The greenlight comes halfway through the show’s initial eight-episode run, which has drawn solid ratings across Showtime’s linear and on-demand platforms. The show created by screenwriter-playwright John Logan has impressed the pay cabler by skewing younger than its other original series and by proving to be a big draw on the Showtime Anytime broadband platform, as well as on cable VOD.
Showtime has ordered 10 episodes for season two, with production set to resume later this year in Dublin for airing next year. Logan penned all eight of the first season segs and intends to do the same on season two. The series hails from Logan’s Desert Wolf Prods. and Sam Mendes’ Neal Street banner and is a co-production with the U.K.’s Sky Atlantic, where it has also been a buzzworthy hit. Logan, Mendes and Neal Street’s Pippa Harris are exec producers.
Logan’s commitment to the show is notable given that he’s also busy writing the next two James Bond pics, and he has a musical, “The Last Ship,” a collaboration with Sting, set to open on Broadway in the fall.
Showtime entertainment prexy David Nevins said “Dreadful” has been exceeded his expectations on multiple levels. He couldn’t say enough about Logan’s skill in crafting a suspenseful potboiler set in 19th-century London that blends original characters with icons of horror lit including Dr. Frankstein, Dorian Gray and creepy figures from Bram Stoker’s “Dracula” novel. Eva Green, Josh Hartnett and Timothy Dalton star.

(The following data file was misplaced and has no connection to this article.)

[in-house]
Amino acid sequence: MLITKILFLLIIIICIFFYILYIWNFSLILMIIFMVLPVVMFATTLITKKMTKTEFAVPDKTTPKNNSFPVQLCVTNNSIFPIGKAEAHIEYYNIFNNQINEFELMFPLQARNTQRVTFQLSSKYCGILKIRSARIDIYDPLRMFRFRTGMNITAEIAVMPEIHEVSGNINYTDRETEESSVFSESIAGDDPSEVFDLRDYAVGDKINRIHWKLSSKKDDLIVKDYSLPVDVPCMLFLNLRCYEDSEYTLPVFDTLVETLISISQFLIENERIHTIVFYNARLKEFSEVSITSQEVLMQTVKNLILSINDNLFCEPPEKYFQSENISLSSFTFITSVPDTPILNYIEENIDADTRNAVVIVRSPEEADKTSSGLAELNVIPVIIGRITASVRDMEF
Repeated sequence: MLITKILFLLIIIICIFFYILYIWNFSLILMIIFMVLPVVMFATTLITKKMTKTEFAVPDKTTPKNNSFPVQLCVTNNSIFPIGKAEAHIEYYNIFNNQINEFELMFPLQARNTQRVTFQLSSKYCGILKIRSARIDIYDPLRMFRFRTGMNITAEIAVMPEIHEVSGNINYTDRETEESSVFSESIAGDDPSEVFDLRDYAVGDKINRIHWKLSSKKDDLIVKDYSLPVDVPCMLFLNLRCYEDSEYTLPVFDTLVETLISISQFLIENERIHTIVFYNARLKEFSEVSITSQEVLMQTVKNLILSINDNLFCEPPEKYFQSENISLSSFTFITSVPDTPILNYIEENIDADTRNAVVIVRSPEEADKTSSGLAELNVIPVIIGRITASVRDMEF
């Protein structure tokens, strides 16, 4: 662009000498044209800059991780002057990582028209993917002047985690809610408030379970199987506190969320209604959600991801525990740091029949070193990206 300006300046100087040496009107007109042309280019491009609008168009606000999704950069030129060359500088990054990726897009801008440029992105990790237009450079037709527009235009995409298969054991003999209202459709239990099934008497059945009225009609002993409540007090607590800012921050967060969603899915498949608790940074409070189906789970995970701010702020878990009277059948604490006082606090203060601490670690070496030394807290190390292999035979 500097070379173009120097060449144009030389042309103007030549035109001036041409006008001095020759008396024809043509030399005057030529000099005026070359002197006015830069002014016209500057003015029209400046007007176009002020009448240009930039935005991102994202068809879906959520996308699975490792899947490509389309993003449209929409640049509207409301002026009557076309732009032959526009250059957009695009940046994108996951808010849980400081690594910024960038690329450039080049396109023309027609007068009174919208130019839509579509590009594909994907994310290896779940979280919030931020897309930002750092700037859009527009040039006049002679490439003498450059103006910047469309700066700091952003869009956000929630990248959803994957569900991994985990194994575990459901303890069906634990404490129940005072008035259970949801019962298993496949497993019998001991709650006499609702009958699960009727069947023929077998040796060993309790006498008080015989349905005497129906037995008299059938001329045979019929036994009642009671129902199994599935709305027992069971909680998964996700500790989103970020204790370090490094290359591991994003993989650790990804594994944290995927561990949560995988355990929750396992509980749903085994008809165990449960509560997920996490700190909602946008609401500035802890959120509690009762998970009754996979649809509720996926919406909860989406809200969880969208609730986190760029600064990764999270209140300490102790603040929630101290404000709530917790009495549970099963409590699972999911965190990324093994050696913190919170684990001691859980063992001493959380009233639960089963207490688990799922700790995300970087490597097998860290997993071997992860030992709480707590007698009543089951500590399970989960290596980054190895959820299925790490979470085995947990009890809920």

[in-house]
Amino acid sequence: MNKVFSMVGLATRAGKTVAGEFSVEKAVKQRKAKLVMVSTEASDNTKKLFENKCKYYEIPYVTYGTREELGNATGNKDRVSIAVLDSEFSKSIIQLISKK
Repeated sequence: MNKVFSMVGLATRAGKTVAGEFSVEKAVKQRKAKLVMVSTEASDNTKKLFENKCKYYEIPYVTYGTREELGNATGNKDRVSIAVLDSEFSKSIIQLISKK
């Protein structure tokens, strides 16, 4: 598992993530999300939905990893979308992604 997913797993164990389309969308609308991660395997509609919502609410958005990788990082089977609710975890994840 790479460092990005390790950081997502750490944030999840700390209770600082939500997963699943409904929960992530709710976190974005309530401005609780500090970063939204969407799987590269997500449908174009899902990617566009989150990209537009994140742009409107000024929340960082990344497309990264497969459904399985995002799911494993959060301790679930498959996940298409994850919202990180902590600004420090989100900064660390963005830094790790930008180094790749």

“We were trying to do something a little different for Showtime and find a show that would re-establish us with passionate genre fans in the post-‘Dexter’ era,” Nevins told Variety. “It feels like we’re hitting on both levels with a show that has deep, rich, complicated characters and interesting psychology and the genre component. The world of the show is just getting deeper and richer. John Logan has incredible ideas that are just starting to be exposed. I can’t wait to see how it evolves in season two.”
The fact that “Dreadful” is moving the needle for Showtime on digital platforms is also a plus, Nevins said.
“We’re seeing more 18-34 demographic numbers with this show than we’re used to,” he noted. “The show is being consumed differently than other shows — a higher percentage of its viewership is on-demand and authenticated.”
To date “Dreadful” is averaging about 4.8 million viewers a week across liner and on-demand plays since its May 11 bow. Some 3.6 million viewers have viewed episodes on demand and online through the show’s third episode, Showtime said.
“Dreadful” is also generating licensing and merchandising opportunities for the CBS Corp. cabler. Book tie-ins, tarot cards and action figures are among the items about to hit retail shelves.